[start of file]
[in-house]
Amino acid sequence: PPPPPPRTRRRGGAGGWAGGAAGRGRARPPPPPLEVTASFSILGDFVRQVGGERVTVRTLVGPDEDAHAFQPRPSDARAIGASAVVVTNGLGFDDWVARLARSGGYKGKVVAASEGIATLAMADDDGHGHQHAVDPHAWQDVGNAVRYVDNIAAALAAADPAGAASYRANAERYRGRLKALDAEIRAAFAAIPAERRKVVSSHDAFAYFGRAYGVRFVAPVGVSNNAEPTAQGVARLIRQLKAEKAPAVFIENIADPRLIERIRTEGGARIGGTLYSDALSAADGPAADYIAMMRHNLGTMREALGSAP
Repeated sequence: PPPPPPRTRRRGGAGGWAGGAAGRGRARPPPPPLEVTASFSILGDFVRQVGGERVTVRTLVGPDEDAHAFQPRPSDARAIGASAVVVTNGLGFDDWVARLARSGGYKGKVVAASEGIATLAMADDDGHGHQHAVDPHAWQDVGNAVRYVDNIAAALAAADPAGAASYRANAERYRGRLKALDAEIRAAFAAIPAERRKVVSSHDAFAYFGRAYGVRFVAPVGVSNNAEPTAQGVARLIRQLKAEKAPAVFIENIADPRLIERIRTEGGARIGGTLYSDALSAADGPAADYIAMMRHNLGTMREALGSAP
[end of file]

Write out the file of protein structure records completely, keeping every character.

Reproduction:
[in-house]
Amino acid sequence: PPPPPPRTRRRGGAGGWAGGAAGRGRARPPPPPLEVTASFSILGDFVRQVGGERVTVRTLVGPDEDAHAFQPRPSDARAIGASAVVVTNGLGFDDWVARLARSGGYKGKVVAASEGIATLAMADDDGHGHQHAVDPHAWQDVGNAVRYVDNIAAALAAADPAGAASYRANAERYRGRLKALDAEIRAAFAAIPAERRKVVSSHDAFAYFGRAYGVRFVAPVGVSNNAEPTAQGVARLIRQLKAEKAPAVFIENIADPRLIERIRTEGGARIGGTLYSDALSAADGPAADYIAMMRHNLGTMREALGSAP
Repeated sequence: PPPPPPRTRRRGGAGGWAGGAAGRGRARPPPPPLEVTASFSILGDFVRQVGGERVTVRTLVGPDEDAHAFQPRPSDARAIGASAVVVTNGLGFDDWVARLARSGGYKGKVVAASEGIATLAMADDDGHGHQHAVDPHAWQDVGNAVRYVDNIAAALAAADPAGAASYRANAERYRGRLKALDAEIRAAFAAIPAERRKVVSSHDAFAYFGRAYGVRFVAPVGVSNNAEPTAQGVARLIRQLKAEKAPAVFIENIADPRLIERIRTEGGARIGGTLYSDALSAADGPAADYIAMMRHNLGTMREALGSAP